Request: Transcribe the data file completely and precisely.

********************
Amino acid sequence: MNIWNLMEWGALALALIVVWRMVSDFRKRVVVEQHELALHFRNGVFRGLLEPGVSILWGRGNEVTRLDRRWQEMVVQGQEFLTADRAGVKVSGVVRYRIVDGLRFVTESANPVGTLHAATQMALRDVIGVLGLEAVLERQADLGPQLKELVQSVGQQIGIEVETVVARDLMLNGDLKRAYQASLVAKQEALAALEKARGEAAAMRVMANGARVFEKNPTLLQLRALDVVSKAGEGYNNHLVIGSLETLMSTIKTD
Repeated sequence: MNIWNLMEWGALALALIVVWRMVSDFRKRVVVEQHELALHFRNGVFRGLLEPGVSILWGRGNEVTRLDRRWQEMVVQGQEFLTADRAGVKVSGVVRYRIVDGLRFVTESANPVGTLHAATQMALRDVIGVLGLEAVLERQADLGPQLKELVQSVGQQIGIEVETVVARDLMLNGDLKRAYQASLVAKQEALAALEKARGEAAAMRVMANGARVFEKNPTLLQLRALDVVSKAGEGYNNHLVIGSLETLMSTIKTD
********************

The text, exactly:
Amino acid sequence: MNIWNLMEWGALALALIVVWRMVSDFRKRVVVEQHELALHFRNGVFRGLLEPGVSILWGRGNEVTRLDRRWQEMVVQGQEFLTADRAGVKVSGVVRYRIVDGLRFVTESANPVGTLHAATQMALRDVIGVLGLEAVLERQADLGPQLKELVQSVGQQIGIEVETVVARDLMLNGDLKRAYQASLVAKQEALAALEKARGEAAAMRVMANGARVFEKNPTLLQLRALDVVSKAGEGYNNHLVIGSLETLMSTIKTD
Repeated sequence: MNIWNLMEWGALALALIVVWRMVSDFRKRVVVEQHELALHFRNGVFRGLLEPGVSILWGRGNEVTRLDRRWQEMVVQGQEFLTADRAGVKVSGVVRYRIVDGLRFVTESANPVGTLHAATQMALRDVIGVLGLEAVLERQADLGPQLKELVQSVGQQIGIEVETVVARDLMLNGDLKRAYQASLVAKQEALAALEKARGEAAAMRVMANGARVFEKNPTLLQLRALDVVSKAGEGYNNHLVIGSLETLMSTIKTD